Jazzoula runs Mon., April 16, through Fri., April 20, at St. Anthony’s Parish Center. 6:30 PM nightly. Visit Jazzoula’s Facebook page for ticket and schedule info. Bob Packwood performs Thu., April 19, followed by a Hall of Fame presentation.
When pianist Bob Packwood is inducted into the Jazzoula Hall of Fame this month, you may wonder whether there was a particular jazz composition or performance that might have put him over the top. If there was, to hear Packwood explain it, it’s almost certainly music that you will never hear.
“I spend hours every day [playing music] that I’ll never play in public,” he says. “I play classical music and I compose electronic music. I’ve spent thousands of hours on that stuff, and it’s enormously influential on any music I play. But that’s just part of the process.” In order to wrap your head around the idea of the importance of music you’ll never hear, it helps to take a step back and look at what brought Packwood to the upper echelons of musical greats who call Missoula home.
Since he was introduced to the piano at age 6, he says, it’s been a nonstop ride. Packwood was still in his teens when he became a full-time professional musician, and the work took him all over the U.S., playing all kinds of music — jazz, soul, rock, even country. By 1988, he’d established himself well enough to be invited to the Thelonious Monk International Jazz Piano Competition at the Smithsonian Institute in Washington, D.C. He spent the next 15 years in New York City, where his musical life took an exhilarating turn. He began playing, recording and partying with a veritable Who’s Who of Americana. The Yayhoos, Hank III, Steve Earle, Jim Lauderdale and Eric “Roscoe” Ambel are just a few of the roots-rock luminaries who recognized Packwood’s innate ability to call up just what was needed from the piano.
“I’d found my own voice and I think that’s the main thing,” he says. “I was hired on all those records to play because I had my own music and my own voice, and people found value in that.”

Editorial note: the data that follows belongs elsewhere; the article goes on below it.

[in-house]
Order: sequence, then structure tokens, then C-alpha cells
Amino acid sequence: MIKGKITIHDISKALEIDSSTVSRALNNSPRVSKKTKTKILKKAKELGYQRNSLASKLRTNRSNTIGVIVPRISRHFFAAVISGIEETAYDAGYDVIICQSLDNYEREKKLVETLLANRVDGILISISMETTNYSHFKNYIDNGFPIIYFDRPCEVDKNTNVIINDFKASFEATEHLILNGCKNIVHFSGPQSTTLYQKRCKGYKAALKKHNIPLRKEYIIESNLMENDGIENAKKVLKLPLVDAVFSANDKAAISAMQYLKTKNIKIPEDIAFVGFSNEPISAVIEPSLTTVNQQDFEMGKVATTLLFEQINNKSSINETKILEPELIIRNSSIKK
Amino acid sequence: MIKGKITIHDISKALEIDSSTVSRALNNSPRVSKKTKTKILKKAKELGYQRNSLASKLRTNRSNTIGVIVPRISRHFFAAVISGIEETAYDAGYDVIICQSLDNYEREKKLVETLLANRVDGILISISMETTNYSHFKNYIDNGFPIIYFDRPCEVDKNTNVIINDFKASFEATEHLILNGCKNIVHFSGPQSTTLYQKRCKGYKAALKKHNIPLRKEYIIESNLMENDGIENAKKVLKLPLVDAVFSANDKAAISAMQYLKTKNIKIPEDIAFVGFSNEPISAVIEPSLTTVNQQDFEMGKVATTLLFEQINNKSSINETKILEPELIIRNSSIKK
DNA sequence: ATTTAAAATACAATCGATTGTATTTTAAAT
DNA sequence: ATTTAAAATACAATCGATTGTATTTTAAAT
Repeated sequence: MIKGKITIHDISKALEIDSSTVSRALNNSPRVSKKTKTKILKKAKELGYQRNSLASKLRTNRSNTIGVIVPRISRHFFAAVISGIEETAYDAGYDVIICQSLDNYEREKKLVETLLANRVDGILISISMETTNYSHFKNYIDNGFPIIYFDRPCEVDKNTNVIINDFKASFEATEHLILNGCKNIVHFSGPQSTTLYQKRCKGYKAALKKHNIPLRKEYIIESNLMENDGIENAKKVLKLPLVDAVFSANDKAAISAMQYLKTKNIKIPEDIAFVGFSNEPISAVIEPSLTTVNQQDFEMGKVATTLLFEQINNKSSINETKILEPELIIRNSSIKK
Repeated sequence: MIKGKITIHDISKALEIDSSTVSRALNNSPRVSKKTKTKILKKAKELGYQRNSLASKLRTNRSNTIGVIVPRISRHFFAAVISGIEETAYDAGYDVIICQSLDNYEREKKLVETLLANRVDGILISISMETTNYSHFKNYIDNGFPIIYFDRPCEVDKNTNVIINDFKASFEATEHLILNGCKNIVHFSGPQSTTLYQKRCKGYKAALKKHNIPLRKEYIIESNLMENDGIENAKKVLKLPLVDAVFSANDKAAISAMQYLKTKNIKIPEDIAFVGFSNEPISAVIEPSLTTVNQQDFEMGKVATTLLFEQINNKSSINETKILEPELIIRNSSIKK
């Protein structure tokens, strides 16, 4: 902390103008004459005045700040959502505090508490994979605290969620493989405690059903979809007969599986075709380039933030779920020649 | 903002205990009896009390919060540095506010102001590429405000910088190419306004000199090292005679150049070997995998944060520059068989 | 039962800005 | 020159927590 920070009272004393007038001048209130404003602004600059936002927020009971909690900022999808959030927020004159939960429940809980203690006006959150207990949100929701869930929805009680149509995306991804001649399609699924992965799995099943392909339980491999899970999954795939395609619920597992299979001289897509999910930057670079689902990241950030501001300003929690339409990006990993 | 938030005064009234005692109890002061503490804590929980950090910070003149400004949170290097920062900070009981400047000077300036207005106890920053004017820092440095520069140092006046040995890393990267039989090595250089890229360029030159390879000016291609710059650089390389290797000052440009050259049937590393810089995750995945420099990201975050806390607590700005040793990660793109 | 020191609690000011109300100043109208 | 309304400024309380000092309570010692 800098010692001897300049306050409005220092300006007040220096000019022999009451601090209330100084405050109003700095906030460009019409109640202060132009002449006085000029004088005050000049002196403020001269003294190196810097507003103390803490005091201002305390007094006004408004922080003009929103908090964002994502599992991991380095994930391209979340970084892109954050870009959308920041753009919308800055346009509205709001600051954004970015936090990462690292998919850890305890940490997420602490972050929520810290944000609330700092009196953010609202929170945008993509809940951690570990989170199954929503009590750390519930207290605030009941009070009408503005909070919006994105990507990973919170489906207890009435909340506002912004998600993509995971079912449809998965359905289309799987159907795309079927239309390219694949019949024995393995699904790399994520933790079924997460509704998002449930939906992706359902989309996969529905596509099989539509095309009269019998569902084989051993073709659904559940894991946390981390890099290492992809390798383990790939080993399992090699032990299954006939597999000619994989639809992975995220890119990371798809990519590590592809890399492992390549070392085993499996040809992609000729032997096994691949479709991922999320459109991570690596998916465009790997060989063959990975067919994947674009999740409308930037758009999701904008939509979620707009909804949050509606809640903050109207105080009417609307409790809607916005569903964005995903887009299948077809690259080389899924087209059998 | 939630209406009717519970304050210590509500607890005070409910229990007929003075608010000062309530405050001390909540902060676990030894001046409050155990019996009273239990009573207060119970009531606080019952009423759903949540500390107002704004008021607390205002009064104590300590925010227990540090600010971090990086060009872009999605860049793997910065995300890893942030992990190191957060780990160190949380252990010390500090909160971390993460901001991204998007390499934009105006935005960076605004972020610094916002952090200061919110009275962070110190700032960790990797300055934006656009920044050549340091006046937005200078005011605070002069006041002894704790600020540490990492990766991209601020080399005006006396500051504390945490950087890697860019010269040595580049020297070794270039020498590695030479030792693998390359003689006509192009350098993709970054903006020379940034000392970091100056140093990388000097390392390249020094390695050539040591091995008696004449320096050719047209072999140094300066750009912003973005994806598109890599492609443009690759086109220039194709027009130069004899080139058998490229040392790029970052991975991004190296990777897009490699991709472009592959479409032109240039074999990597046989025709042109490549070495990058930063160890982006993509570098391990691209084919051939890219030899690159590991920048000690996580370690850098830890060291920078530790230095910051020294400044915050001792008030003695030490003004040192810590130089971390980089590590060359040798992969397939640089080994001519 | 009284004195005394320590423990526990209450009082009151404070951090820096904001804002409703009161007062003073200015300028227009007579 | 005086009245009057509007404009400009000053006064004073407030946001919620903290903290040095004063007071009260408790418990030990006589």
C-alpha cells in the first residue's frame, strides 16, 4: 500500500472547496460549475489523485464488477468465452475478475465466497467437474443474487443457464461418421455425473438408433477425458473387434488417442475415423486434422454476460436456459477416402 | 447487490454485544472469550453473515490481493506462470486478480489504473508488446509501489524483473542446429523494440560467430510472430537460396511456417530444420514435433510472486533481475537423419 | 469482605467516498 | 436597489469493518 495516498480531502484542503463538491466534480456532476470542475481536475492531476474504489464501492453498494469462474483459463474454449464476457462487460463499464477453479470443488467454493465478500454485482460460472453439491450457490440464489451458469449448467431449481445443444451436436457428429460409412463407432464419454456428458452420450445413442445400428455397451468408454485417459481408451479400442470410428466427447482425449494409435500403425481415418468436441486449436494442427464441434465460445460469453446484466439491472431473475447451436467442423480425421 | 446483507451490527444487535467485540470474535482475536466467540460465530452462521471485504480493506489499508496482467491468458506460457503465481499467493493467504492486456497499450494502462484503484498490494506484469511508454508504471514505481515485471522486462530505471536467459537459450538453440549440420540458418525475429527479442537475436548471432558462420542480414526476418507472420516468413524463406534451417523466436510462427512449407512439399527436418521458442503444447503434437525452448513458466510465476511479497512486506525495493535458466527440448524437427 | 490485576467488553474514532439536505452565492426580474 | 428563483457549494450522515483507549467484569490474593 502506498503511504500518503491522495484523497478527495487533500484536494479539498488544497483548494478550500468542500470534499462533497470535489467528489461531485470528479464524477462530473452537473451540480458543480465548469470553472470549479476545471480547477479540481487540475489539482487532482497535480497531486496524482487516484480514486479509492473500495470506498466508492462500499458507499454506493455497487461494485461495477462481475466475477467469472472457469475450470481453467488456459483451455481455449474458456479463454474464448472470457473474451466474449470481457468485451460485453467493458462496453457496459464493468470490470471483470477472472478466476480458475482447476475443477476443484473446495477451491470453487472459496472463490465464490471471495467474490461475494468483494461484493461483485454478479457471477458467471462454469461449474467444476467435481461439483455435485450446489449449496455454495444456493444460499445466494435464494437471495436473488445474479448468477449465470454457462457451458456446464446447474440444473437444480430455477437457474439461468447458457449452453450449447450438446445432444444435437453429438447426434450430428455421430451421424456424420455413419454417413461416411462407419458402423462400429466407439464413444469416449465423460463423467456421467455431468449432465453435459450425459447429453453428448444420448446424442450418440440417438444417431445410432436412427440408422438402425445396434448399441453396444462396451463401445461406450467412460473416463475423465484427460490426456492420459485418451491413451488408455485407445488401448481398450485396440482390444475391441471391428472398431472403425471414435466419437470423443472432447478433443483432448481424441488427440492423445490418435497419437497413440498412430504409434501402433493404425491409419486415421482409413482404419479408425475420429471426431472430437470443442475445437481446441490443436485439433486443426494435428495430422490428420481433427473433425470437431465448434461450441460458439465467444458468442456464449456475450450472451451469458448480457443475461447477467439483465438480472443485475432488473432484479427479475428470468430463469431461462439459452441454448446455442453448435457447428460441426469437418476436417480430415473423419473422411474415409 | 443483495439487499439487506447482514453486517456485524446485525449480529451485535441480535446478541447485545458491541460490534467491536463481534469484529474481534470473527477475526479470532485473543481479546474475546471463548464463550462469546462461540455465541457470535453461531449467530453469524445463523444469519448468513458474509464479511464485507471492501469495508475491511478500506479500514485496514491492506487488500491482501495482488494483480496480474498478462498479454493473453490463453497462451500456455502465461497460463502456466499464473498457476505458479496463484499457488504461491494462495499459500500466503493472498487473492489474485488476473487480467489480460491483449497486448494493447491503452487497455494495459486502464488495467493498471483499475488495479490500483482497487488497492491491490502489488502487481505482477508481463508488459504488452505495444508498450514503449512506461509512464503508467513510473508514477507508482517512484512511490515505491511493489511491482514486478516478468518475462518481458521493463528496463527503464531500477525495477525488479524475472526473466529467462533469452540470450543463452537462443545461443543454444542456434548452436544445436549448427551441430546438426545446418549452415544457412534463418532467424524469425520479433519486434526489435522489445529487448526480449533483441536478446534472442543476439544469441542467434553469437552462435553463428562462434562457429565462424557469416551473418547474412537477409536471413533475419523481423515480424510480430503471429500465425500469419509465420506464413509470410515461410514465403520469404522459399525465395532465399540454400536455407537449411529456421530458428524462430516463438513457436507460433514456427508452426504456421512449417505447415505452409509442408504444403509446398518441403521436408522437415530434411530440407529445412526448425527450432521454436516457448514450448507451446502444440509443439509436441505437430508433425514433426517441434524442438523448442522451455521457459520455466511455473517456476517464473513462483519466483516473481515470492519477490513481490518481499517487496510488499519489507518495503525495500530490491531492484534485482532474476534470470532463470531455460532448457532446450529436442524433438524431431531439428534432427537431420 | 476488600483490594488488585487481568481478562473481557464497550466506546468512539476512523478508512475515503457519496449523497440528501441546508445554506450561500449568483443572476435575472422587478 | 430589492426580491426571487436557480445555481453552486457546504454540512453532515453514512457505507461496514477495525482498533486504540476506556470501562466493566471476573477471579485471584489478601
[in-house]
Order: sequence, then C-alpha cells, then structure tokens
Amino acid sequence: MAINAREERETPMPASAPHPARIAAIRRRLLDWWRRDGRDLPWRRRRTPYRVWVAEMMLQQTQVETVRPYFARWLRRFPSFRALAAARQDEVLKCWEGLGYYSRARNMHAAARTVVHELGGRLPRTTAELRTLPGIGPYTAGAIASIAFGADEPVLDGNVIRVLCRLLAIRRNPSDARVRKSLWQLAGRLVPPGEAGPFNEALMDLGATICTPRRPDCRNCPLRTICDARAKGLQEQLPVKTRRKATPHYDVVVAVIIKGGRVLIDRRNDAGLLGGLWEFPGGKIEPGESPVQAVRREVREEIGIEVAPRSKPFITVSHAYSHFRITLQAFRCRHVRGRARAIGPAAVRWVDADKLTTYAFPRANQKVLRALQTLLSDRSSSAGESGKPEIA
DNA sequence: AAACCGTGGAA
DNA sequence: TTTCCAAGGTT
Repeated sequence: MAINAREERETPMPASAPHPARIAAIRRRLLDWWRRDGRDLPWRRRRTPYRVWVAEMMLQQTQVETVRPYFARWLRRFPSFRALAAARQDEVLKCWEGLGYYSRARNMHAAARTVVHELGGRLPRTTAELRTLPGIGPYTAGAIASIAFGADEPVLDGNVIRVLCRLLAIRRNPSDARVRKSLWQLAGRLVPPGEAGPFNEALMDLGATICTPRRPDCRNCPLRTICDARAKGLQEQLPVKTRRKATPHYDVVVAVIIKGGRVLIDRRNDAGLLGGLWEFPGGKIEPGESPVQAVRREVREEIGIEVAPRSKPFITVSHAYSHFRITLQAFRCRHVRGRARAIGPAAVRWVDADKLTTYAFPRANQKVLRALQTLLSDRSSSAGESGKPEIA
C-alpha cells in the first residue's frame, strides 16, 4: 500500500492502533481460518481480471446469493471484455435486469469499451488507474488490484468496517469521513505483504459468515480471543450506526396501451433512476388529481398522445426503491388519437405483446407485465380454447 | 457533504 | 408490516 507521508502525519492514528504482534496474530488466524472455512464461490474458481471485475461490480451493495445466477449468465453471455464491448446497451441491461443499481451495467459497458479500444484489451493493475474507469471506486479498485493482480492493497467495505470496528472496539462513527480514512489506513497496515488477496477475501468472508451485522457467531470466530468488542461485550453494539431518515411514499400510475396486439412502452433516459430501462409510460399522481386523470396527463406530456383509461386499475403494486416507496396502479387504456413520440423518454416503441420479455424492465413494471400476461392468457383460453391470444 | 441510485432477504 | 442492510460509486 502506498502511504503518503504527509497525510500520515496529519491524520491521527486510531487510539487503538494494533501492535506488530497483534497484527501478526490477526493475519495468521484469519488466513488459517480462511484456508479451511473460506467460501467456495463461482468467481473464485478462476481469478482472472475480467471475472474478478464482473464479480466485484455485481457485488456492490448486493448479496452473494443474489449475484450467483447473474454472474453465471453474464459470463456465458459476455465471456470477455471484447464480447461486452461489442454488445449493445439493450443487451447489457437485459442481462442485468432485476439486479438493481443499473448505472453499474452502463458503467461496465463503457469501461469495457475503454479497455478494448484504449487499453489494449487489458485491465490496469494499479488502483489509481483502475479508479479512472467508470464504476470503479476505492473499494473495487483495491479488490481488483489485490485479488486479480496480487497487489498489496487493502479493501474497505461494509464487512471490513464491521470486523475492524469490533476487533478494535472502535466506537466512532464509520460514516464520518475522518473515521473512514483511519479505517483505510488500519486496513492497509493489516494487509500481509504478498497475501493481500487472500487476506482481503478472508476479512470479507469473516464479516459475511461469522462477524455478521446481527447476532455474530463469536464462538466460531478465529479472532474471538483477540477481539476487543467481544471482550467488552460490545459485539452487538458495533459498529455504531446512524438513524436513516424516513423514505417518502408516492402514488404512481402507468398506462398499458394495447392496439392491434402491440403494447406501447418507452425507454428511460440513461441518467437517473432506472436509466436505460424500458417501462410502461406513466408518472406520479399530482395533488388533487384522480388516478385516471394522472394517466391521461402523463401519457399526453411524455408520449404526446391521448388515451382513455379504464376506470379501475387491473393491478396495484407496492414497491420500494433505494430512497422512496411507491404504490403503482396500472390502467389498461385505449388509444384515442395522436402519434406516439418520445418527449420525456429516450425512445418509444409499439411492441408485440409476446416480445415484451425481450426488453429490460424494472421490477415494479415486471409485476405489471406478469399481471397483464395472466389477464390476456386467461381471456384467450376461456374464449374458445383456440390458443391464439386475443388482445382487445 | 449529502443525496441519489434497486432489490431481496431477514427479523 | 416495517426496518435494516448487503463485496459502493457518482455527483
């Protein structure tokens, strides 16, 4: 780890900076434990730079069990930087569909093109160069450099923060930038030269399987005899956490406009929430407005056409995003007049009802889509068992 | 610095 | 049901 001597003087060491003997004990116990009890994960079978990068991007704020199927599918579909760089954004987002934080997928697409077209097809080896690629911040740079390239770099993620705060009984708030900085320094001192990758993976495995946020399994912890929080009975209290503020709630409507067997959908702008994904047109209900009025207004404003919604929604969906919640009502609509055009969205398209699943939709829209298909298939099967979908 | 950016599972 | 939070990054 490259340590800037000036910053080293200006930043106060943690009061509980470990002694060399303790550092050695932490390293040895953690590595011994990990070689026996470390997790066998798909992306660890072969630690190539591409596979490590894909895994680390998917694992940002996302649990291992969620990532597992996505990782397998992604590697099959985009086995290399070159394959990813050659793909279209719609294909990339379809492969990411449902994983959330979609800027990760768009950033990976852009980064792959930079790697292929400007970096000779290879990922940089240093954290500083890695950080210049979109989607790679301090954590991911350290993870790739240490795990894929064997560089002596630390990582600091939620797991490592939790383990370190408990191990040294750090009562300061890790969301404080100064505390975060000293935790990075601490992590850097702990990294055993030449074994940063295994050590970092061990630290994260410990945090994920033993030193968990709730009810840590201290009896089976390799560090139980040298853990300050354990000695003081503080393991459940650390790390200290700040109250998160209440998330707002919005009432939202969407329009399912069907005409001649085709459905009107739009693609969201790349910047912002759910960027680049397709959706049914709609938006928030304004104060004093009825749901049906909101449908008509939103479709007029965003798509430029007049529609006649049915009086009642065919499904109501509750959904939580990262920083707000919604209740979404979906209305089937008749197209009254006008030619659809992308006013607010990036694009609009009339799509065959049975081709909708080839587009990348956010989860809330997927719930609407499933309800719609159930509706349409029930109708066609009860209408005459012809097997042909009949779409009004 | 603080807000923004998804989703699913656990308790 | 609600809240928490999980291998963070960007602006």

Through a gig playing with Basil Donovan, the original bassist for Blue Rodeo, he wound up touring with the Canadian roots-rock giants, which gave him the opportunity to play with such luminaries as Neil Young, Kathleen Edwards and Garth Hudson. The country-rock and folk songs he played wound up coloring his own style, and his broad palette has served him well. It helps, of course, to be playing alongside world-class musicians.
“Everybody in the session is a great musician and they all have their own voice and they’re playing great music—it’s just magic,” he says. “If you’re playing on great songs, the songs tell you what to play.”
When the time came for Packwood to record his own compositions, he chose to return to Montana. It’s Missoula, in particular, that has captured his heart.
“I’ve never lived anywhere that fits my artistic soul the way Missoula does,” he says. “The genius freaks end up in Missoula, man, and I love them. I feel like I’m around the wizards and the priestesses and there’s just a heightened creative atmosphere that’s very inspiring for somebody like me.”
Packwood considers Rockin Rudy’s owner and Jazzoula founder Bruce Miklus a key contributor to the cultural landscape and credits him with helping to pump Missoula’s creative juices by letting his freak flag fly.
“Bruce has made magic in this community for decades,” Packwood says. “He’s created this thing that’s lasted 14 years now, and it’s so supportive of the creative musicians in Missoula.
“You just look around you and people are alive,” he adds. “They’re awake, and they’re doing shit. They’re passionate and they’ve just got it going on. I love it.”